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Living with smog

By Liu Zhihua | China Daily | Updated: 2014-03-19 07:39

Living with smog

[Photo by Gullermo Munro/China Daily]

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With smog dominating our life and headlines, sales of air purifiers and masks are flying off the shelves. Liu Zhihua explores how people cope with the pollution.

For 30-year-old Beijing resident Xu Qiong, the first thing he does after waking up every morning is to check the air quality index on his smartphone, and then decide whether to wear a mask.

He is not alone. That's the norm for many people in Beijing, Shanghai and many regions in China that are often covered by thick smog and haze.

The most severe spell lasted for more than 20 days in 17 provinces, municipalities and autonomous regions in early 2013.

Apps providing air quality index readings have mushroomed in the smartphone sphere, and products related to protection against air pollution, such as masks and air purifiers, are constantly sold out.

While people wait for wind and precipitation to clear the air, food that is rumored to fight against air pollution exposure, such as black fungus and pears, tops many people's shopping lists.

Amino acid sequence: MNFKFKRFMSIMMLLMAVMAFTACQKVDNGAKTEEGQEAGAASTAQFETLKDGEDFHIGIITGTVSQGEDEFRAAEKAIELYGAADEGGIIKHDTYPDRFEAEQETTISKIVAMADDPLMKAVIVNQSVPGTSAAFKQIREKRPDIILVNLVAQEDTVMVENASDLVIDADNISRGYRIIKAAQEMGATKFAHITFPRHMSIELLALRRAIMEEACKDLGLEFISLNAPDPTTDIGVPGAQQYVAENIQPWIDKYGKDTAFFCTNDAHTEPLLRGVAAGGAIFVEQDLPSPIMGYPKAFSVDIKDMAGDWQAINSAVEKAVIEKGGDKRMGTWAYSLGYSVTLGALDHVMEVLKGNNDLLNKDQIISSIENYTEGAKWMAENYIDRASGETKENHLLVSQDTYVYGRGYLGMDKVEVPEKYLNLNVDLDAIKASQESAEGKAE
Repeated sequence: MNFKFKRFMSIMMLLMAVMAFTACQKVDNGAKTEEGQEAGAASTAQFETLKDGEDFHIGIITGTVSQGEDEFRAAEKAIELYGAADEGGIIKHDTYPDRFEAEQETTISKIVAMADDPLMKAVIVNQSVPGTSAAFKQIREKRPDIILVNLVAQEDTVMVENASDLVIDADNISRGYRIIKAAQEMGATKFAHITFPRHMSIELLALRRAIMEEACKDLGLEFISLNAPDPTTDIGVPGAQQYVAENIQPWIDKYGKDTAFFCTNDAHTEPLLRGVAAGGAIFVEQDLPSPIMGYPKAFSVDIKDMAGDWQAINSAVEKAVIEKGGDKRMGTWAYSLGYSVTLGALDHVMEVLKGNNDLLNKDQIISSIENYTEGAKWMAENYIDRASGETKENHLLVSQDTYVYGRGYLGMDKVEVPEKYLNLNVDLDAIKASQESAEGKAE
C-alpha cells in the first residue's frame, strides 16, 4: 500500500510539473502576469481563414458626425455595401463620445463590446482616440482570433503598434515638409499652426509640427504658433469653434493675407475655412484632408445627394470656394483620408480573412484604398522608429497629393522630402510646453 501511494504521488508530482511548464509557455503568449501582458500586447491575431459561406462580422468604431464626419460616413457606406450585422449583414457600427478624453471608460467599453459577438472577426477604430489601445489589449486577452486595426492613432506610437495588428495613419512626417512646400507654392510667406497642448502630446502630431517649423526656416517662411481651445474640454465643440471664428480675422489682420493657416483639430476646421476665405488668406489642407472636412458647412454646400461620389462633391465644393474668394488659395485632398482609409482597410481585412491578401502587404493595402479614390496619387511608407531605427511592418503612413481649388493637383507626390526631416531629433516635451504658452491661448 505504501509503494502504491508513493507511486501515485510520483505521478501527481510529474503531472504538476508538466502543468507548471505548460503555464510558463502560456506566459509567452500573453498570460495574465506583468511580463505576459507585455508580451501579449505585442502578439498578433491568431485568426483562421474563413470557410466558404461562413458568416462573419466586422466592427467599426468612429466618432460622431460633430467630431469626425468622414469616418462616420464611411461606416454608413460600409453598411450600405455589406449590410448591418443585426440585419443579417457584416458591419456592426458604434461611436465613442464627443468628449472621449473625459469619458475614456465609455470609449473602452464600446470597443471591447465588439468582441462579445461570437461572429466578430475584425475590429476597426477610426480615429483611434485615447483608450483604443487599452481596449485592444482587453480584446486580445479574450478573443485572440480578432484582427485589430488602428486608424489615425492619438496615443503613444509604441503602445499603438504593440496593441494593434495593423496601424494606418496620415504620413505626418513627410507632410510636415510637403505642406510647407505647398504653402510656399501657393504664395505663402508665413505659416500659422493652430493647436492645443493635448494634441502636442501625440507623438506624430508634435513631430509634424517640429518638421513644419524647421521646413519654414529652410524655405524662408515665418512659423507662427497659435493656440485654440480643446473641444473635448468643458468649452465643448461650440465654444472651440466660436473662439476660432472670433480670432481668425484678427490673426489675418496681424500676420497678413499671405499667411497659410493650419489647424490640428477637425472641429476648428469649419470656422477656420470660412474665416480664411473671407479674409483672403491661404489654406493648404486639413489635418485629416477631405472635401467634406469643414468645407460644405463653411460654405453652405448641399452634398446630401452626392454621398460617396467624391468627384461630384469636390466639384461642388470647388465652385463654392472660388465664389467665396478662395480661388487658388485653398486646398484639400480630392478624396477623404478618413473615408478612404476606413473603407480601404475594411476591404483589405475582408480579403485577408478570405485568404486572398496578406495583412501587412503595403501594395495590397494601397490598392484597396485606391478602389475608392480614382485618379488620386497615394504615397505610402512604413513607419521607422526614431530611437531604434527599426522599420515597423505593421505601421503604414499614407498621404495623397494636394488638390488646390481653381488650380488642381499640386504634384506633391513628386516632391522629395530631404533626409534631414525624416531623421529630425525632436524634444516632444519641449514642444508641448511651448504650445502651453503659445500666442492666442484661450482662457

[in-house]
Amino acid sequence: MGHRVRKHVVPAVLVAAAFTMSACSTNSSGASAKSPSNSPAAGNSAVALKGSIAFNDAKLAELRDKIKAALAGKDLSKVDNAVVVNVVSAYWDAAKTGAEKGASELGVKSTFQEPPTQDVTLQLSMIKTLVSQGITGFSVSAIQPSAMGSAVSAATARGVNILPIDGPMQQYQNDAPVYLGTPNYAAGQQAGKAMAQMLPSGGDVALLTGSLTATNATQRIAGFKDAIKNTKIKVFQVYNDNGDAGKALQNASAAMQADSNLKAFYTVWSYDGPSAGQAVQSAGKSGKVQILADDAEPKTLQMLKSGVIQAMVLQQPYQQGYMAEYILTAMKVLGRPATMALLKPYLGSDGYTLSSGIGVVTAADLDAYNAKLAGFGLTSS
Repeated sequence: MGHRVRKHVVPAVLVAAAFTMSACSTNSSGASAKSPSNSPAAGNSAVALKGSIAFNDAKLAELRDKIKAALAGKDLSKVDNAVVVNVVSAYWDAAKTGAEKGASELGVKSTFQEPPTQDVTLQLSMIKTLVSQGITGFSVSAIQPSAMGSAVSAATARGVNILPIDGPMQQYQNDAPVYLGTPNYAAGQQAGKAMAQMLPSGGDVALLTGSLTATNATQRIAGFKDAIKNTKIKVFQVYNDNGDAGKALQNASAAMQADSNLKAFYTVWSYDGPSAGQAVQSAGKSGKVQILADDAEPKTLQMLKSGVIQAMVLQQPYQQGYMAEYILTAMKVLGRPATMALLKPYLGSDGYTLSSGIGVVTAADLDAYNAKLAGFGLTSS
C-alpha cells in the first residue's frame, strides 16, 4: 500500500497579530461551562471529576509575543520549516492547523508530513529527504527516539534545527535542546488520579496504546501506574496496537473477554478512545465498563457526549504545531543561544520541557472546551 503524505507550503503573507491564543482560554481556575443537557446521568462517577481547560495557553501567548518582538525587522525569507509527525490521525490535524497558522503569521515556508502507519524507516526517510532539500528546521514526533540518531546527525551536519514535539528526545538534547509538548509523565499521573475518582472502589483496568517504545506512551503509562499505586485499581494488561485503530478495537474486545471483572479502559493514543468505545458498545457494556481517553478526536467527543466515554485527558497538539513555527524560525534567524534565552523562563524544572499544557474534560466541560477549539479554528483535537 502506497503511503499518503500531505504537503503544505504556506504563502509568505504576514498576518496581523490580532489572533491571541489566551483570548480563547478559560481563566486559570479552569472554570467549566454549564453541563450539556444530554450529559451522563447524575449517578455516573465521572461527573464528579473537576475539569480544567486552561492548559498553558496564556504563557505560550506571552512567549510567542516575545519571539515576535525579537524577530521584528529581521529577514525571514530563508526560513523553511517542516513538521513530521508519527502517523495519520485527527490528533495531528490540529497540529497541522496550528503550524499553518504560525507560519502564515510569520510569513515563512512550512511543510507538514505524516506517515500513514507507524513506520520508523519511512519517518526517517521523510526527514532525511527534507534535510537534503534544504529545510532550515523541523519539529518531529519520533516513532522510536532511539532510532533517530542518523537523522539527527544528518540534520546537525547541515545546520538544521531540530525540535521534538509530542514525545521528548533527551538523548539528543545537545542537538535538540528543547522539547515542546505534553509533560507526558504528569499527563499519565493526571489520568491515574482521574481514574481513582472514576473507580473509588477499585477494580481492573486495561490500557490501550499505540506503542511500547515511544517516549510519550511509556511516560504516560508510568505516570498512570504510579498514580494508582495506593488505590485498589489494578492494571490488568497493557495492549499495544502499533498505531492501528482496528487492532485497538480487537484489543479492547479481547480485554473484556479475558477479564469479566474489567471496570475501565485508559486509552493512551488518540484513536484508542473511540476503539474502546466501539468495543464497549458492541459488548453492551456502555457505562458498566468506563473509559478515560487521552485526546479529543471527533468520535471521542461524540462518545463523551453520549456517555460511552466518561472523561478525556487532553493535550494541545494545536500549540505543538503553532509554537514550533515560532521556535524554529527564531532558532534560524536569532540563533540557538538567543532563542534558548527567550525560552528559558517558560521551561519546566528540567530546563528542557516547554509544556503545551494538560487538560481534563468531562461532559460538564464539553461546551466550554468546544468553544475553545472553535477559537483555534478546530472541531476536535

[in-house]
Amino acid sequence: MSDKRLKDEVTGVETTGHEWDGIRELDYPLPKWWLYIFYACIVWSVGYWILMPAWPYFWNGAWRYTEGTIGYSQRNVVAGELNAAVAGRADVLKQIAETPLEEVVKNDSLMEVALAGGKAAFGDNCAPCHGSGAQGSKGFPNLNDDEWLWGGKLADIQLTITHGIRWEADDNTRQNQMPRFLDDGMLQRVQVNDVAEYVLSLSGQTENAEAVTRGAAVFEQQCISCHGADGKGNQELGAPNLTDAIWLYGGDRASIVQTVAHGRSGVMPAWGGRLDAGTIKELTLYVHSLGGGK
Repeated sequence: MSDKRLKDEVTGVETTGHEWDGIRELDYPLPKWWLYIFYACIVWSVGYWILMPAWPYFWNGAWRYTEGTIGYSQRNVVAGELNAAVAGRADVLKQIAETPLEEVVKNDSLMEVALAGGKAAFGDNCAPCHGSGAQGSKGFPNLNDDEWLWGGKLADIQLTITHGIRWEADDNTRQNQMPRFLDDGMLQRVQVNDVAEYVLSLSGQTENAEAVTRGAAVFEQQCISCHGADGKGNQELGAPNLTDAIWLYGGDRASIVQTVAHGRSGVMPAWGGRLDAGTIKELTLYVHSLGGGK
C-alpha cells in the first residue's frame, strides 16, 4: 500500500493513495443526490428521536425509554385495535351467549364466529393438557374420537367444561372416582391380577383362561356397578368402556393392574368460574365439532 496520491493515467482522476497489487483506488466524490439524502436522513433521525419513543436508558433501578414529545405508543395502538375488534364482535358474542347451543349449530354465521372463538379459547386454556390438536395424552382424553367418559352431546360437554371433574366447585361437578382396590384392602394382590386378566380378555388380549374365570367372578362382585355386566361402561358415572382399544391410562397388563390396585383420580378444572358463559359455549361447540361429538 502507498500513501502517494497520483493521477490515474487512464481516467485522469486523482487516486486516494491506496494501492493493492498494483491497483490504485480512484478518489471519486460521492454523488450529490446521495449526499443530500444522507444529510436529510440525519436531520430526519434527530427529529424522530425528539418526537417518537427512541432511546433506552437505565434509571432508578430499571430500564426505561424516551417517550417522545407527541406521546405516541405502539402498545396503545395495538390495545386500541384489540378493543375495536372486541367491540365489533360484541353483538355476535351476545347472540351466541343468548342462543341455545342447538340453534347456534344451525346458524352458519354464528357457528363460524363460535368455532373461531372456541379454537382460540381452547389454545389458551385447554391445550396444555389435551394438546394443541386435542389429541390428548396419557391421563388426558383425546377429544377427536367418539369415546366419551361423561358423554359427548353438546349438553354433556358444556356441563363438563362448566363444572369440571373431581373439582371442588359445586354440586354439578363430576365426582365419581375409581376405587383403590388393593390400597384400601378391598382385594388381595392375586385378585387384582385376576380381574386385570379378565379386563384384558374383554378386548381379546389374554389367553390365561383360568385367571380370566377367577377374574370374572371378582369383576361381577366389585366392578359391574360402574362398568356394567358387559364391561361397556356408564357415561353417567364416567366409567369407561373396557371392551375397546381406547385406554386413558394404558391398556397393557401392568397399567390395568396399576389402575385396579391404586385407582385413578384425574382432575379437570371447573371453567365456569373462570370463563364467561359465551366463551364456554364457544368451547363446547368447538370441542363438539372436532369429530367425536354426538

Some multinational companies have increased the hardship allowance of their employees. For example, Japan's electronic firm Panasonic recently announced to their staff members in China that they will be paid more to compensate for the air pollution.

"In the past, few had heard the term PM2.5 (particulate matter with a diameter smaller than 2.5 micrometers), but now many realize the risk of being exposed to PM2.5," says Zhang Shunan, director with the respiratory diseases department of China-Japan Friendship Hospital in Beijing.

The number of Zhang's patients increases during smoggy days.

Most of the patients are senior citizens and children, but there are more young people who suffer from coughs, asthma, sore throats and other respiratory illnesses, Zhang adds.

Scientists have long established that PM2.5, which forms haze and smog when dispersing through the atmosphere, is hazardous to people's health. There have been severe air pollution episodes in history, such as in London in 1959.

In influential medical journals, such as The Lancet and JAMA, there have been articles and studies on the health risks of exposure to fine particulate air pollution since the 1970s.

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